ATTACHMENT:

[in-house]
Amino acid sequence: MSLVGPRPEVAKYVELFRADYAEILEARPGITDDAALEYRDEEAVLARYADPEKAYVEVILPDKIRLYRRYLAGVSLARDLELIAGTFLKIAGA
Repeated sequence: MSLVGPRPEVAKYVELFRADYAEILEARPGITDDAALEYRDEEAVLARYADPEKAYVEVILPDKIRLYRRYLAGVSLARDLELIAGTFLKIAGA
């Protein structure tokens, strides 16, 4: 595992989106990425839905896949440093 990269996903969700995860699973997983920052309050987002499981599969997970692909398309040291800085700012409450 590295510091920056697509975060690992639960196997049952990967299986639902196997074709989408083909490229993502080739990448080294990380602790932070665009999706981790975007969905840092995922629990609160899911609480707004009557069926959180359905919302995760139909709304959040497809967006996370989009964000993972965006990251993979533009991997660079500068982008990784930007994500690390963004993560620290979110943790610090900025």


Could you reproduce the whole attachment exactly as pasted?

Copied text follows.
[in-house]
Amino acid sequence: MSLVGPRPEVAKYVELFRADYAEILEARPGITDDAALEYRDEEAVLARYADPEKAYVEVILPDKIRLYRRYLAGVSLARDLELIAGTFLKIAGA
Repeated sequence: MSLVGPRPEVAKYVELFRADYAEILEARPGITDDAALEYRDEEAVLARYADPEKAYVEVILPDKIRLYRRYLAGVSLARDLELIAGTFLKIAGA
């Protein structure tokens, strides 16, 4: 595992989106990425839905896949440093 990269996903969700995860699973997983920052309050987002499981599969997970692909398309040291800085700012409450 590295510091920056697509975060690992639960196997049952990967299986639902196997074709989408083909490229993502080739990448080294990380602790932070665009999706981790975007969905840092995922629990609160899911609480707004009557069926959180359905919302995760139909709304959040497809967006996370989009964000993972965006990251993979533009991997660079500068982008990784930007994500690390963004993560620290979110943790610090900025």